Elderly-woman-in-wheelchair-looking-out-of-window-with-blinds

Michele cautioned me that I should not spend too much time with Irene.  She did not speak much except to demand being taken in her wheel chair to the same window each day.  She would sit and look out the window and was not interested in eating, talking or socializing in any form.  Several of the other nurses had tried to form some type of communication with Irene, but all she would ever say was “window, window.”  Most thought she was simply unfriendly and had stopped spending any time with her.

I was young and naïve.  I thought I could surely reach out to Irene and form some type of bridge which would unite us as human beings.  Irene would be my project.  We would become friends.

Each day, I made a special point of taking Irene to her window and stopping by a few times of the day to simply chat.  I would bring her a cookie in the morning during the coffee break time and one after lunch during mid-afternoon coffee break.  Irene would never take the cookie or even bother to look at me.  She simply stared out the window.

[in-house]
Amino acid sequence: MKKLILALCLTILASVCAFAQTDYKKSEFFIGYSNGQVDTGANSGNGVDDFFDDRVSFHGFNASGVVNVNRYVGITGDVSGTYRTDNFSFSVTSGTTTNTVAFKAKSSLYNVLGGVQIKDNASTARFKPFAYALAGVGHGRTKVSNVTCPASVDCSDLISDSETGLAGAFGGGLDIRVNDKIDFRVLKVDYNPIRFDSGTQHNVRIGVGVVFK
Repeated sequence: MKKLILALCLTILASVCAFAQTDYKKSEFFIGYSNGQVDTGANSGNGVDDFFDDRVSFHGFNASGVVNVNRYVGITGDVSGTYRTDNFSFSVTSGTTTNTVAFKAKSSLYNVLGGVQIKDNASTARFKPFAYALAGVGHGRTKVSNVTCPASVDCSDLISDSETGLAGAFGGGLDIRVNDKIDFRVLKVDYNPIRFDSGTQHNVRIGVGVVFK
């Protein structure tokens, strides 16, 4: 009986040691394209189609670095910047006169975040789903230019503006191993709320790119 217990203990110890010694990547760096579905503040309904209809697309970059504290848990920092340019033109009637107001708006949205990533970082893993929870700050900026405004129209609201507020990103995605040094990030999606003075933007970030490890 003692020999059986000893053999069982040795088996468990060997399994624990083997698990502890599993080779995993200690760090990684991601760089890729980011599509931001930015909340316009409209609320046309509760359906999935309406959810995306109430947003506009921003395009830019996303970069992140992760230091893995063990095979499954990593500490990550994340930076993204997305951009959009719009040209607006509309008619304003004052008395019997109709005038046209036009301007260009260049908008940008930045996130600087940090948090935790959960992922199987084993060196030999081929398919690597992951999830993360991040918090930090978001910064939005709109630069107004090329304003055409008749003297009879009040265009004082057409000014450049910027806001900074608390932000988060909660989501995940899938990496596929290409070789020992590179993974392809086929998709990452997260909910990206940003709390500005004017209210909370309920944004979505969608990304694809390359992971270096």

windows-AOver time, I began to wonder what she was looking at.  After looking out the window myself, all I could see was a large grassy field surrounded by numerous oak, maple and birch trees. On any given day, there might some grackles or robins out in the field but very little else to view.  It was a pleasant enough scene but nothing that I thought could keep anyone’s attention for more than a few minutes never mind several hours of staring out the window